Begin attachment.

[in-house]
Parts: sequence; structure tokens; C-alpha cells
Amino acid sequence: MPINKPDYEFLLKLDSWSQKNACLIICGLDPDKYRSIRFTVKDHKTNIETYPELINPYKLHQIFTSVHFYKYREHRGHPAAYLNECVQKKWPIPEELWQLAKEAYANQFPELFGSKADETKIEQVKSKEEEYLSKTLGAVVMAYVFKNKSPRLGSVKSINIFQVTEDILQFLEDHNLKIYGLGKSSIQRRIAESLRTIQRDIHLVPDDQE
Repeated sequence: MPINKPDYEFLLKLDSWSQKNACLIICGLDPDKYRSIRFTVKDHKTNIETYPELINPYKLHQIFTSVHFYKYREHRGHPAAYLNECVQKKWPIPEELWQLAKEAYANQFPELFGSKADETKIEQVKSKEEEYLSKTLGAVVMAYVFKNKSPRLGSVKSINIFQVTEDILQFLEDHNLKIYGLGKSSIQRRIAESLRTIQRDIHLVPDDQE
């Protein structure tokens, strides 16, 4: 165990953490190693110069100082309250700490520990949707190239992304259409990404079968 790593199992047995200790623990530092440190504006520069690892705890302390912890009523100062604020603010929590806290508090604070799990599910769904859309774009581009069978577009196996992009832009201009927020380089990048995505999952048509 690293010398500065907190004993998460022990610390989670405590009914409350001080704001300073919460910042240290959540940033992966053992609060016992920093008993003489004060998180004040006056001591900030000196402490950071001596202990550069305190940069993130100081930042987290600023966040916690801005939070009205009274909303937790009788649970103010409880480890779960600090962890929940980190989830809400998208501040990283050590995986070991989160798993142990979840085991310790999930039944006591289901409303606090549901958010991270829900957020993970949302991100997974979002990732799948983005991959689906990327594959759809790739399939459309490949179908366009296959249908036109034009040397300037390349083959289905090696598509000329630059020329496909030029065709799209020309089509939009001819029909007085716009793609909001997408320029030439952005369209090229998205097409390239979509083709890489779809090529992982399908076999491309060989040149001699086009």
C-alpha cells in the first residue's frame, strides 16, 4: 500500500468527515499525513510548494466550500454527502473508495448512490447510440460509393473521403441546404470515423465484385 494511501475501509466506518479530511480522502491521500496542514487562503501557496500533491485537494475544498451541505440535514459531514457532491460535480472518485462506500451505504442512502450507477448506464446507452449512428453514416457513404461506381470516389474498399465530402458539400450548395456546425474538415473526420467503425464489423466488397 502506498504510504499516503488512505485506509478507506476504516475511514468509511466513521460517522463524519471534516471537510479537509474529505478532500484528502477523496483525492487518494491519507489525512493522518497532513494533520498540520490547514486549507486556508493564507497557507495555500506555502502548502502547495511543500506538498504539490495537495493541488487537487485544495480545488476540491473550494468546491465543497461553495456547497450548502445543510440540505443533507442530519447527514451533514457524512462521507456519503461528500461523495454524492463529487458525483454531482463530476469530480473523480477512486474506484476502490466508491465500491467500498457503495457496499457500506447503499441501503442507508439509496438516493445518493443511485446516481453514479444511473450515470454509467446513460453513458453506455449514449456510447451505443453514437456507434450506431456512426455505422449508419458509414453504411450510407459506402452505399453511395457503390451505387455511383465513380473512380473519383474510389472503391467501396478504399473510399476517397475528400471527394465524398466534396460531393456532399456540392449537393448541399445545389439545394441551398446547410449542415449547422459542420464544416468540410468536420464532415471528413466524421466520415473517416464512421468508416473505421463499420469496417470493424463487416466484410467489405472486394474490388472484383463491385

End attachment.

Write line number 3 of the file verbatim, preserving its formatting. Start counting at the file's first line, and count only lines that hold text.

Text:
Amino acid sequence: MPINKPDYEFLLKLDSWSQKNACLIICGLDPDKYRSIRFTVKDHKTNIETYPELINPYKLHQIFTSVHFYKYREHRGHPAAYLNECVQKKWPIPEELWQLAKEAYANQFPELFGSKADETKIEQVKSKEEEYLSKTLGAVVMAYVFKNKSPRLGSVKSINIFQVTEDILQFLEDHNLKIYGLGKSSIQRRIAESLRTIQRDIHLVPDDQE